A Traveler in the Foreign Service: Not much of a diplomat

My journey into the U.S. Foreign Service started as a Colonel Muammar Gaddafi impersonator in a school auditorium near Buffalo, New York in 1986. I was taking part in an 8th grade Model U.N. assembly, and had been given the difficult brief of dressing up like a citizen of Malta and delivering a speech advocating Maltese interests, whatever those were during the Cold War.

According to my trusty Encyclopedia Britannica, (remember those?) Libya was one of Malta’s primary trading partners, and since it appeared to be relatively close to Libya on the map, I went ahead and donned a flowing white Arab-style robe with matching headdress and aviator sunglasses for my speech. A photograph of me in my Gaddafi costume appeared in The Buffalo News, and someone at my school decided to send a copy of the press clipping to the embassy of Malta in Washington, in the absurd belief that they might find some amusement in the fact that a 13-year old boy was photographed grossly misrepresenting their country.

A few weeks later, I received a package from the office of the Prime Minister of Malta with some books about the country, along with a scathing letter, which darkly and absurdly hinted at a sinister, anti-Maltese conspiracy perpetrated by our “so-called free press” in Buffalo. My school was convinced that I’d created an international incident and forwarded the letter to the State Department. Five months later, I received a letter from the State Department’s Desk Officer for Malta, which contained an unlikely piece of advice: consider a career in diplomacy.

My parents bought me a shortwave radio and the crackling sounds of far-off places fed my desire to see the world. After college, I took jobs in advertising and publishing more or less to fund travel opportunities, and took off as soon as my bank account allowed for extended overland trips in Europe, the Middle East, Russia, Central Asia and China. The trips left gaping holes in my resume but renewed my interest in joining the Foreign Service.

Wanderlust is a romanticized concept but it can also be an affliction, a malady that prevents people from becoming settled, productive members of the rat race. After returning to Chicago, my adopted hometown, after along overland trip in 2000, I resolved to make a serious push to get into the Foreign Service, in the hopes that it would be a career that could channel my wanderlust into something productive. Rehabilitate me, if you will.Others have had much longer and more distinguished careers in the Foreign Service than I have, and this series isn’t meant to be a definitive account of what life in the service is like. There are more than 5,000 Foreign Service Officers working in some 200 posts all around the world, and everyone has their own stories, experiences and perspectives.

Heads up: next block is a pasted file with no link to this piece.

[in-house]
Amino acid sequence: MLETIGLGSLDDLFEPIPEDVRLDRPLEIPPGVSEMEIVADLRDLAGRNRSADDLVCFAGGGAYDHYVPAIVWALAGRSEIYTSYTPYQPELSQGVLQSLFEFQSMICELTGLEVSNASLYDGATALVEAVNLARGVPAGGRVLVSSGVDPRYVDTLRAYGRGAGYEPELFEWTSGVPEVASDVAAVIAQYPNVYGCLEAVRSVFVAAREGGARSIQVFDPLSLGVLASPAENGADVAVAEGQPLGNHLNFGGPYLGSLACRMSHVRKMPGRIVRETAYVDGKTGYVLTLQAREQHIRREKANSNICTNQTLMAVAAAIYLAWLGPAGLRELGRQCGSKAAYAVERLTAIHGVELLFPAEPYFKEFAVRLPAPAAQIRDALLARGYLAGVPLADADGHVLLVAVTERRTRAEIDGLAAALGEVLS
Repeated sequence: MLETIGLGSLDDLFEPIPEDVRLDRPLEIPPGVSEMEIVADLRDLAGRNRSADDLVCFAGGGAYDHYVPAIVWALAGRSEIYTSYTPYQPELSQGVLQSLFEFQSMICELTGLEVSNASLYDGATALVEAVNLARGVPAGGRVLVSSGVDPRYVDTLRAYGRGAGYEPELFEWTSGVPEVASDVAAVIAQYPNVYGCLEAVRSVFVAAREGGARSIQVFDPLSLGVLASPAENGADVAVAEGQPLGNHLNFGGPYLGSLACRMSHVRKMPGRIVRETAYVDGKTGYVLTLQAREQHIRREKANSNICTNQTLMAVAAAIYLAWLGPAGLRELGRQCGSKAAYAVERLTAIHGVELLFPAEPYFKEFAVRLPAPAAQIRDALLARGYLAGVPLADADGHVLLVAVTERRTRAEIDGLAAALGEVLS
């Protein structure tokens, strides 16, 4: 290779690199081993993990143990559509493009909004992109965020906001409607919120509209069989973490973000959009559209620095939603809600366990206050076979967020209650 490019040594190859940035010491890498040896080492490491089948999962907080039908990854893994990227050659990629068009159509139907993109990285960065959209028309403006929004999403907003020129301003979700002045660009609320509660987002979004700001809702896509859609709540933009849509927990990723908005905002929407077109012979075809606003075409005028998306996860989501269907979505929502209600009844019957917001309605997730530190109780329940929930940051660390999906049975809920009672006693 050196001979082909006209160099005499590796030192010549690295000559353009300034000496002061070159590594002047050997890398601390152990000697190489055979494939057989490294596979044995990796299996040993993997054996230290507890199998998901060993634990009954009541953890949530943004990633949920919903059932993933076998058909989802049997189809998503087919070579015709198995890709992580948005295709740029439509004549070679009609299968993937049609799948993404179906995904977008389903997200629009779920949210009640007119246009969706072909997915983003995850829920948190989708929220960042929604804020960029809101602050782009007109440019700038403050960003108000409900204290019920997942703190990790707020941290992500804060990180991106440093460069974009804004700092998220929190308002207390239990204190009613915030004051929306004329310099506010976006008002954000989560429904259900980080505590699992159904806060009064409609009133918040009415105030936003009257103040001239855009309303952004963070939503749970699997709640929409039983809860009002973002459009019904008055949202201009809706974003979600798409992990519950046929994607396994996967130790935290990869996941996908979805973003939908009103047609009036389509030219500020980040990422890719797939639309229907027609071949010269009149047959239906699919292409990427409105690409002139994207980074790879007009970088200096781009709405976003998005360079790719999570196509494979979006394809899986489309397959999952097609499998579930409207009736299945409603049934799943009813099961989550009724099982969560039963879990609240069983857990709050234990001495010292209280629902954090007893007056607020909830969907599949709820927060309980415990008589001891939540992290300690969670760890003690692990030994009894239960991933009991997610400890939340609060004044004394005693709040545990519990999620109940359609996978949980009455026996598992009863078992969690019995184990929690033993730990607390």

When I tell people that I was in the Foreign Service, I get a lot of blank stares and awkward questions. Even well educated people often have no idea what the Foreign Service is.

“Is that like the French Foreign Legion?” a medical doctor and Ivy League graduate once asked me.

In this series, former Foreign Service Officer, Dave Seminara, will attempt to explain what the Foreign Service is and isn’t, share some Foreign Service vignettes, and provide an answer to this question: is the Foreign Service a good career option for compulsive travelers?

Next: ‘You’ve Never Smoked any Marijuana?’ Getting into the Foreign Service

Read more from A Traveler in the Foreign Service here.

Knocked up abroad: international travel with a baby

travel with a babyThis is the third in Knocked Up Abroad‘s guide to traveling with a baby. Before you go, see tips on planning travel and flying with a baby.

So you’ve decided to travel abroad with your new family addition, well done! You’ve chosen the best baby-friendly destination, packed light, and even survived the long flight. Now that you’re on the ground, possibly recovering from jet lag and hopefully learning new foreign phrases for “what a cute baby!,” how can you ensure you and your baby have a fun and relaxing vacation? After five countries in under four months (several of them without other adults), I can say it mostly comes down to attitude and planning. Here are my tips for international travel with a baby: